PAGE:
Originally a workshop, Stevie Ray’s is named for the late, great Stevie Ray Vaughan, a bit of music trivia that the general manager called a, “tip of the hat.” They have a beautiful, hand-carved wooden bar that is large enough to successfully serve the masses, and they’ve managed to maintain an industrial vibe, without losing any sophistication, all of which reminds us pleasantly of the Monkeywrench. There are lots of tables, in addition to seating at the bar, most of which are oriented toward the stage for your musical enjoyment.  They don’t have a draught line in house, so all their beers are bottled, and primarily they only serve the staples, although they do keep one BBC brew on hand (the Nut Brown). They also carry some wine, and it goes without saying, plenty of liquor. The vibe is really mellow, with dancing on the weekends and none of the fighting we see at some of the downtown joints. For our fellow smokers, we invite you to experience the Voodoo Garden, a walled courtyard complete with seating and wall murals, where you are invited to bring your drink with you.

The management at Stevie Ray’s would like us to extend to our readers an invitation to come out, dance, drink and listen to some really great, regionally-based music. Dedicated to re-urbanization, they’re trying to bring a younger crowd both into the bar and into the neighborhood, but they need you to come and have a drink.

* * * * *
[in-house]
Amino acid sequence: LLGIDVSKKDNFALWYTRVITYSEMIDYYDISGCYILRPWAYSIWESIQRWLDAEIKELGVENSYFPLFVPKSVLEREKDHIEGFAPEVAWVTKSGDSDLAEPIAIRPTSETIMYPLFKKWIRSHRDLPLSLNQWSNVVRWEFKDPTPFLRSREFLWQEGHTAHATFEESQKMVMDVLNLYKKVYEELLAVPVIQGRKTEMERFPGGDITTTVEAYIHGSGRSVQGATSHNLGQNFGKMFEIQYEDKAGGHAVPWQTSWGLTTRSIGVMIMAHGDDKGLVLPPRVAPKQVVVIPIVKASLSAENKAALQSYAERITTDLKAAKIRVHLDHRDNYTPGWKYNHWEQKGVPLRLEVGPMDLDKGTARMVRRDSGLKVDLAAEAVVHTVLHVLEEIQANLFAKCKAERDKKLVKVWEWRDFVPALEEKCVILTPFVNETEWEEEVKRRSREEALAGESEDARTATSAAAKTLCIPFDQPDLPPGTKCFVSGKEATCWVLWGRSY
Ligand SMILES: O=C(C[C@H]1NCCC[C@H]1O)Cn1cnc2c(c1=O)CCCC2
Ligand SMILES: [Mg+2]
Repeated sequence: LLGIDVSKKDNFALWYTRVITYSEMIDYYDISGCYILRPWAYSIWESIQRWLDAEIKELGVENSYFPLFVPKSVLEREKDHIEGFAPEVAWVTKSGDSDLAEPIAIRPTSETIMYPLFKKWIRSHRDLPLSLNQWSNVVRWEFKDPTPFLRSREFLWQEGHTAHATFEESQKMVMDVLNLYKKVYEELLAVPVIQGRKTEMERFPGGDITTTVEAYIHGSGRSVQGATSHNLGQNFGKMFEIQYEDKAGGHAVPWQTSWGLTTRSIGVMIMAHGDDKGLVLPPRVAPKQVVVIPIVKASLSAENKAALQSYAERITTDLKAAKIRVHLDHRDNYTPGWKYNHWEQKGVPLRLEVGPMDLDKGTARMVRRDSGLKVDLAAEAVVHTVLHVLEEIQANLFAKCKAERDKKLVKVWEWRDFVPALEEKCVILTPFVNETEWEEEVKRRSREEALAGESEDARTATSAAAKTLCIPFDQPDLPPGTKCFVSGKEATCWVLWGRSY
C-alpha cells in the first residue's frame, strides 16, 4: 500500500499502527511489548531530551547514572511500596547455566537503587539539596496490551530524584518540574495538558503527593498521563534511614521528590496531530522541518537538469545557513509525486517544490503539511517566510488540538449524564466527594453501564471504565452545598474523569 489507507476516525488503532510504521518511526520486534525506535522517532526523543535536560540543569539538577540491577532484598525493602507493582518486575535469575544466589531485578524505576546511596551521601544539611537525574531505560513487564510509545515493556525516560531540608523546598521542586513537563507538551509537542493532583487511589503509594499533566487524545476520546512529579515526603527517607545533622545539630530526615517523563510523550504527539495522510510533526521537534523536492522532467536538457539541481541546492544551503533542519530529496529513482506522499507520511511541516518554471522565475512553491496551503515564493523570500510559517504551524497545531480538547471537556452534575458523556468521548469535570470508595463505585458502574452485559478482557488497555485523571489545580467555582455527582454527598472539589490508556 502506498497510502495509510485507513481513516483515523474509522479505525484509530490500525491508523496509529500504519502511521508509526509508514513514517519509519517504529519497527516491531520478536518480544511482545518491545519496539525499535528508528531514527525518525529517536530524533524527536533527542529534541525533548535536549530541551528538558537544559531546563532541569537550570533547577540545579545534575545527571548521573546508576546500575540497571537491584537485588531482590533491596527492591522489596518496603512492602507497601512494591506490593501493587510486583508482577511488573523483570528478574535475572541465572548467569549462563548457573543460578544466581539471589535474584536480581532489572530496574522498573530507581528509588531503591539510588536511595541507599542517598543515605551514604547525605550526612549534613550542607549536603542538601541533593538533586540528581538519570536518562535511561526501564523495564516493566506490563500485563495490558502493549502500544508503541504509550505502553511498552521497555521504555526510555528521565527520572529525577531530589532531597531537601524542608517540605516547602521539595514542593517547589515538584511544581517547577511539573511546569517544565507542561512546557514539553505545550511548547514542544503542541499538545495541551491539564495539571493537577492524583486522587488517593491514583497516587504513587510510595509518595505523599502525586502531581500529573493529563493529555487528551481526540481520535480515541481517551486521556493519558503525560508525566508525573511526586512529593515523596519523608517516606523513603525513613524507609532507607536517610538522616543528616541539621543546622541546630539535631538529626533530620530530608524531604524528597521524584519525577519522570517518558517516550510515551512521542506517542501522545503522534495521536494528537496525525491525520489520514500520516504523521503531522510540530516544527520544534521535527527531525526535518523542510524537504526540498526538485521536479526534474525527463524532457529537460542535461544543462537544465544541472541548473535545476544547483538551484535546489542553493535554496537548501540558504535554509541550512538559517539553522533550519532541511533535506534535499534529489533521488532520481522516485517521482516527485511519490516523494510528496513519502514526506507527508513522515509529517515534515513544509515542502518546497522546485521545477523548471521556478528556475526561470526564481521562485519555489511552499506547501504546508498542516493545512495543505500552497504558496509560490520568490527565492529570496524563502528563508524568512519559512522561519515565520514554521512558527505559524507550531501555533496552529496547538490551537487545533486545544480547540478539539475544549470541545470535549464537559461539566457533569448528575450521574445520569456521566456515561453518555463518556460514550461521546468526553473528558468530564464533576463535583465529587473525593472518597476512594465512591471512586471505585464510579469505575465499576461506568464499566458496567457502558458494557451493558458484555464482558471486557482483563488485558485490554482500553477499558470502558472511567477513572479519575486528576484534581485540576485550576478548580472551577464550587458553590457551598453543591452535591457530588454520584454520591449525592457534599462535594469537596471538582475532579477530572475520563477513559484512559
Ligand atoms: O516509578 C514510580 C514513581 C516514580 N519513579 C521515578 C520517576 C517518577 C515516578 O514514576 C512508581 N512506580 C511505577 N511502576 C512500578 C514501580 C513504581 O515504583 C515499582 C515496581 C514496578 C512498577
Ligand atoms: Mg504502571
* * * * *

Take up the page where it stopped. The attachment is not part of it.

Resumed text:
While never ones to rain on a parade, we have to say that these beers are for the blues, regardless of where they find you, and for the legend of Stevie Ray Vaughan.

April 29, 2009 Posted by | Downtown | , , , , , , | Leave a comment

Pour Haus

The Pour Haus is located at the corner of Shelby and Burnett, and area that was a bad part of town not too long ago. With the upswing in yuppies and hipsters buying homes in Germantown, though, it’s getting better every day. This is still the kind of place where one must use caution, though. If you leave stuff in your car, someone may break in. The Pour House has had trouble in the past with a lack of security, so it’s not the kind of place where you want to get so drunk you’re not in control of what you do. For a few beers, though, you’ll be fine and the crowd’s generally harmless, so it’s not really necessary to bring back up. Also, there’s a full parking lot, which is nice. You’re not too far from anything in Germantown, but not close enough that I recommend walking anywhere (particularly if you’re a female- like I said- it’s the kind of neighborhood where caution is a good idea).